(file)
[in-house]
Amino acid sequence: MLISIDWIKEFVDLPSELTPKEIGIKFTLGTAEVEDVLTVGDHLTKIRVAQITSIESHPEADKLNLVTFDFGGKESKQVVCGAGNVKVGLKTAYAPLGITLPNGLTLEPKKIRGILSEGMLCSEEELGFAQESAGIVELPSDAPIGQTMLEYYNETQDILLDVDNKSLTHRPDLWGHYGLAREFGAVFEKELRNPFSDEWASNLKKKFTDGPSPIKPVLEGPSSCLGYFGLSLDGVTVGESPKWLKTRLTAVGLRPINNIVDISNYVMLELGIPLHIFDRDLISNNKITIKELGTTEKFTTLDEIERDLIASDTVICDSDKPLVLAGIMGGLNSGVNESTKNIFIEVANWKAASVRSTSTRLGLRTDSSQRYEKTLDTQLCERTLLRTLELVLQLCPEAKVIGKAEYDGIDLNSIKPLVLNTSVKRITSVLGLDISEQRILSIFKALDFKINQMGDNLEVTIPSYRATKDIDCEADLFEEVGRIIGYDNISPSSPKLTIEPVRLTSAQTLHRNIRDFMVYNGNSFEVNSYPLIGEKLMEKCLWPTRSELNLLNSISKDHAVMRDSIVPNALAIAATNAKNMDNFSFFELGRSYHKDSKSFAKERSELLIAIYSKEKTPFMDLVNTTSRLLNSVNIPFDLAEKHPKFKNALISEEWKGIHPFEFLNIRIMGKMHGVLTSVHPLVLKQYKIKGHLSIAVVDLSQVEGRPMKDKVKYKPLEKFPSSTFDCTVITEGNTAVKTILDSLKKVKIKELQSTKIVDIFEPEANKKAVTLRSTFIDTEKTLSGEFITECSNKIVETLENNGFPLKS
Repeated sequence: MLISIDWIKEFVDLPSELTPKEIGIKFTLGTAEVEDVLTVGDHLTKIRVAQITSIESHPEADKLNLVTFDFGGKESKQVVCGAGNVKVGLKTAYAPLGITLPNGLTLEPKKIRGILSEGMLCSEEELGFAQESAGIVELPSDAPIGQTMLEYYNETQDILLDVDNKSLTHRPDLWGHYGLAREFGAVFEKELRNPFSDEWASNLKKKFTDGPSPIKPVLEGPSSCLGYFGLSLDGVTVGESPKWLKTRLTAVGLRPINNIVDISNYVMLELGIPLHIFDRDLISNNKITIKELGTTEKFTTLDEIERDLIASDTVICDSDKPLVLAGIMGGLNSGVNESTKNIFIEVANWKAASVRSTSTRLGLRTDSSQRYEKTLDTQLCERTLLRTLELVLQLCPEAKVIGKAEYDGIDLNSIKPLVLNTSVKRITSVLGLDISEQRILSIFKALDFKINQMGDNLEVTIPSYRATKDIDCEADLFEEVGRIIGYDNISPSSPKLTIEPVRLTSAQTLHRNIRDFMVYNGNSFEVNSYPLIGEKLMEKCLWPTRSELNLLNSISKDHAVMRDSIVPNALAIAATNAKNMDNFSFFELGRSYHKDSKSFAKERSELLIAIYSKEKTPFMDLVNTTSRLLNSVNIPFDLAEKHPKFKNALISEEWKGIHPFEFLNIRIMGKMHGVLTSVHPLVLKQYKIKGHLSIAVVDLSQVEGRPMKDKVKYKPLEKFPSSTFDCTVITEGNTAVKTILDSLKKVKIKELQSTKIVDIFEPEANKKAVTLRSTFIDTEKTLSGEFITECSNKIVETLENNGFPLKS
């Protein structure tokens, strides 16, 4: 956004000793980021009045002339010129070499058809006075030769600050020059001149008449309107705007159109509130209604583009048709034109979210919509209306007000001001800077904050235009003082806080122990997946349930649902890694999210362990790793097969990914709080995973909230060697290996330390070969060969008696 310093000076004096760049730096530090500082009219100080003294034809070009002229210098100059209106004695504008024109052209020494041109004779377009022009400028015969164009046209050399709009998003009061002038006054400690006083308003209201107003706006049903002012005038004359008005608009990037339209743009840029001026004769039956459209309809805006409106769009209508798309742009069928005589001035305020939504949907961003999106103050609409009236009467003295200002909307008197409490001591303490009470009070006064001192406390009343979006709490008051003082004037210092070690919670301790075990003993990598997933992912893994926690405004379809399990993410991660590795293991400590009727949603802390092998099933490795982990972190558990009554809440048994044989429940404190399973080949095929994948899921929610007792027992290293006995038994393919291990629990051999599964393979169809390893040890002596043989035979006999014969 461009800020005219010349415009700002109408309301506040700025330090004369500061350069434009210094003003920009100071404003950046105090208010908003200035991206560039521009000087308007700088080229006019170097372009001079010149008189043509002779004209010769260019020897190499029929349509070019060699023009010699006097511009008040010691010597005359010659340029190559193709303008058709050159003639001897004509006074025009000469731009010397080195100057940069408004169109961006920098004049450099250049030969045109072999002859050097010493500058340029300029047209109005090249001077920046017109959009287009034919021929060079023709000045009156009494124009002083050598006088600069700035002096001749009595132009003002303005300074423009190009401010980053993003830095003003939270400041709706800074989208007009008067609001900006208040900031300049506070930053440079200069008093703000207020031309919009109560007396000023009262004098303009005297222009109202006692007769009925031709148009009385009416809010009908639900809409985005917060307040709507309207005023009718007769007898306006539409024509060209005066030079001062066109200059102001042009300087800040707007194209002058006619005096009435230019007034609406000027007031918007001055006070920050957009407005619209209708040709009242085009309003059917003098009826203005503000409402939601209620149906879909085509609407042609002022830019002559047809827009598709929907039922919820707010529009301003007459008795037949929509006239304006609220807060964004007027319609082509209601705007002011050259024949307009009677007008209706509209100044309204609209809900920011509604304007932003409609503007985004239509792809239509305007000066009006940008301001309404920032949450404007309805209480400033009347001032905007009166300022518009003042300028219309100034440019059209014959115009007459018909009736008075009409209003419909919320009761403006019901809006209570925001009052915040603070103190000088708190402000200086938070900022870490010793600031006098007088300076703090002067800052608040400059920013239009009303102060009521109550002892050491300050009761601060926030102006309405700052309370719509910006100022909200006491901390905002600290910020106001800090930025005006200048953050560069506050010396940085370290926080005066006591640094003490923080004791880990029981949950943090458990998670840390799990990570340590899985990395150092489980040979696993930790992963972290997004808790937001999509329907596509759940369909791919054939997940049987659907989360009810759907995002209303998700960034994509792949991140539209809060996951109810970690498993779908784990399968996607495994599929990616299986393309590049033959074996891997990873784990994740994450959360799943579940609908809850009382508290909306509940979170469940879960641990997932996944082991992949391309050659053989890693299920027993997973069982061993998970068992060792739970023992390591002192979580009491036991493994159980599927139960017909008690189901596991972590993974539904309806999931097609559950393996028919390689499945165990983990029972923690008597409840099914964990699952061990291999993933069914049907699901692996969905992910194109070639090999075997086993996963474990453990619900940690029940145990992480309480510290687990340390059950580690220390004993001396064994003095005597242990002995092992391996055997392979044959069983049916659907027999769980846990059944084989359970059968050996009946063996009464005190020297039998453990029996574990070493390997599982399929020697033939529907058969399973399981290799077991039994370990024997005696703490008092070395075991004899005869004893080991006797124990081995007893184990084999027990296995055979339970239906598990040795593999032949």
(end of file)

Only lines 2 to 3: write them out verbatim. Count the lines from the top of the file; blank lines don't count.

Amino acid sequence: MLISIDWIKEFVDLPSELTPKEIGIKFTLGTAEVEDVLTVGDHLTKIRVAQITSIESHPEADKLNLVTFDFGGKESKQVVCGAGNVKVGLKTAYAPLGITLPNGLTLEPKKIRGILSEGMLCSEEELGFAQESAGIVELPSDAPIGQTMLEYYNETQDILLDVDNKSLTHRPDLWGHYGLAREFGAVFEKELRNPFSDEWASNLKKKFTDGPSPIKPVLEGPSSCLGYFGLSLDGVTVGESPKWLKTRLTAVGLRPINNIVDISNYVMLELGIPLHIFDRDLISNNKITIKELGTTEKFTTLDEIERDLIASDTVICDSDKPLVLAGIMGGLNSGVNESTKNIFIEVANWKAASVRSTSTRLGLRTDSSQRYEKTLDTQLCERTLLRTLELVLQLCPEAKVIGKAEYDGIDLNSIKPLVLNTSVKRITSVLGLDISEQRILSIFKALDFKINQMGDNLEVTIPSYRATKDIDCEADLFEEVGRIIGYDNISPSSPKLTIEPVRLTSAQTLHRNIRDFMVYNGNSFEVNSYPLIGEKLMEKCLWPTRSELNLLNSISKDHAVMRDSIVPNALAIAATNAKNMDNFSFFELGRSYHKDSKSFAKERSELLIAIYSKEKTPFMDLVNTTSRLLNSVNIPFDLAEKHPKFKNALISEEWKGIHPFEFLNIRIMGKMHGVLTSVHPLVLKQYKIKGHLSIAVVDLSQVEGRPMKDKVKYKPLEKFPSSTFDCTVITEGNTAVKTILDSLKKVKIKELQSTKIVDIFEPEANKKAVTLRSTFIDTEKTLSGEFITECSNKIVETLENNGFPLKS
Repeated sequence: MLISIDWIKEFVDLPSELTPKEIGIKFTLGTAEVEDVLTVGDHLTKIRVAQITSIESHPEADKLNLVTFDFGGKESKQVVCGAGNVKVGLKTAYAPLGITLPNGLTLEPKKIRGILSEGMLCSEEELGFAQESAGIVELPSDAPIGQTMLEYYNETQDILLDVDNKSLTHRPDLWGHYGLAREFGAVFEKELRNPFSDEWASNLKKKFTDGPSPIKPVLEGPSSCLGYFGLSLDGVTVGESPKWLKTRLTAVGLRPINNIVDISNYVMLELGIPLHIFDRDLISNNKITIKELGTTEKFTTLDEIERDLIASDTVICDSDKPLVLAGIMGGLNSGVNESTKNIFIEVANWKAASVRSTSTRLGLRTDSSQRYEKTLDTQLCERTLLRTLELVLQLCPEAKVIGKAEYDGIDLNSIKPLVLNTSVKRITSVLGLDISEQRILSIFKALDFKINQMGDNLEVTIPSYRATKDIDCEADLFEEVGRIIGYDNISPSSPKLTIEPVRLTSAQTLHRNIRDFMVYNGNSFEVNSYPLIGEKLMEKCLWPTRSELNLLNSISKDHAVMRDSIVPNALAIAATNAKNMDNFSFFELGRSYHKDSKSFAKERSELLIAIYSKEKTPFMDLVNTTSRLLNSVNIPFDLAEKHPKFKNALISEEWKGIHPFEFLNIRIMGKMHGVLTSVHPLVLKQYKIKGHLSIAVVDLSQVEGRPMKDKVKYKPLEKFPSSTFDCTVITEGNTAVKTILDSLKKVKIKELQSTKIVDIFEPEANKKAVTLRSTFIDTEKTLSGEFITECSNKIVETLENNGFPLKS